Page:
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Supercharge your art with the power of color theory. Harmony builds instant color schemes based on your color choices. These can be Complementary, Split Complementary, Analogous, Triadic, or Tetradic.
The Harmony interface combines Hue and Saturation into a single color wheel.
Colors on the edge of the wheel are at maximum saturation. These colors become less saturated toward the middle of the wheel.
Adjust Brightness by dragging the black and white slider under the wheel.
The color wheel contains a reticle: a clear circle you can drag around to select a color.
The Harmony color wheel contains one or more secondary reticles depending on the active Harmony mode selected, in addition to the primary reticle . The secondary reticles shifts position based on where you move the primary reticle in the selected Harmony mode to display your choice of harmonious colors.
The amount of secondary reticles changes based on the active Harmony mode.
Choose from five different modes. These select harmonious color schemes from the wheel, based on classic color theory.
At the top left of the Harmony interface, you’ll see the word Complementary. This is the default Harmony mode. Tap on Complementary to see the full list of five different Color Harmony modes.
Two reticles select colors from opposite positions on the color wheel.
Because they are exact opposites, complementaries can make each other appear brighter. One will always be a cool color, and the other will always be warm. Together, they create the highest possible contrast on the color wheel. They can also mix to create effective neutral hues, or they can blend together for shadows.
Three reticles select colors in a sharp triangle formation.
Split complementary schemes use a base color and two secondary colors placed symmetrically on the color wheel. In split complementary the three reticles position to form a narrow triangle. This gives you a combination of one warm and two cool colors, or vice versa. Unlike the complementary color, split complementary schemes are often more balanced and easier on the eyes. Generally the color at the ‘sharp’ end of the triangle is the main shade. The two secondary colors work as highlight and accent colors.
Three reticles select neighboring colors from one area of the color wheel.
This scheme uses one base color and two secondary colors, like Split Complementary. As above, the base color is best used as the main shade in the artwork. The secondaries are reserved for highlights and accents. Because the three shades of analogous color are positioned so close together, the result is uniformly warm or cold. This creates an elegant and clear color scheme without any tension in the palette.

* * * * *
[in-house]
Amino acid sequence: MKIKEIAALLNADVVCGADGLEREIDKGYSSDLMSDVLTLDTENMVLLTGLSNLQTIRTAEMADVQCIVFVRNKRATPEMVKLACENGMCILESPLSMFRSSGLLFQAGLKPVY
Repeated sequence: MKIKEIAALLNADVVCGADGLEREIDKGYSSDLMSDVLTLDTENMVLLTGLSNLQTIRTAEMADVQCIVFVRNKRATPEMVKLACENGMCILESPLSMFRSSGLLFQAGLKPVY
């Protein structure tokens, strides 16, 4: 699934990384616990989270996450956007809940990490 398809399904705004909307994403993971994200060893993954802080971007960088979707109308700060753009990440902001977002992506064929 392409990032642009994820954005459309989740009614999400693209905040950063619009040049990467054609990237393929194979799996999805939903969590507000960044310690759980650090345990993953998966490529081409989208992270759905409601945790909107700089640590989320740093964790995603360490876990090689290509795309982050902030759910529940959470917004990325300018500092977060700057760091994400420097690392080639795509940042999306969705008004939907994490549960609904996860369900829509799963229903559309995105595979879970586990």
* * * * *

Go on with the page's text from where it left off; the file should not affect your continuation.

Three reticles select colors in an equilateral triangle formation.
This variant of the split complementary color scheme puts equal distance between all three colors. The result is a trio of colors that are equally dominant. This makes for a vibrant and punchy result which should be carefully balanced in artwork.
Four reticles select colors in a square formation. These colors will be from opposite corners of the color wheel.
Like the Triadic scheme, the tetrad places equal distance between all the colors chosen. This results in no clear dominance of one color over another. The results are vibrant and colorful. These shades can be aggressive in combination. Careful planning and a sensitive approach work to get the best visual outcome.
Select each color in your scheme so you can begin painting or build up a harmonious palette.
Tap any reticle to select the color within it to immediately paint with that color. Tap and drop the colors Harmony has selected for you into a palette one by one to create a color scheme.
The rectangles in the top right of the Color Panel display your primary and secondary colors.
Tap anywhere outside the Color Panel to close it once you’re happy with your chosen color.
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More resources available at help.procreate.com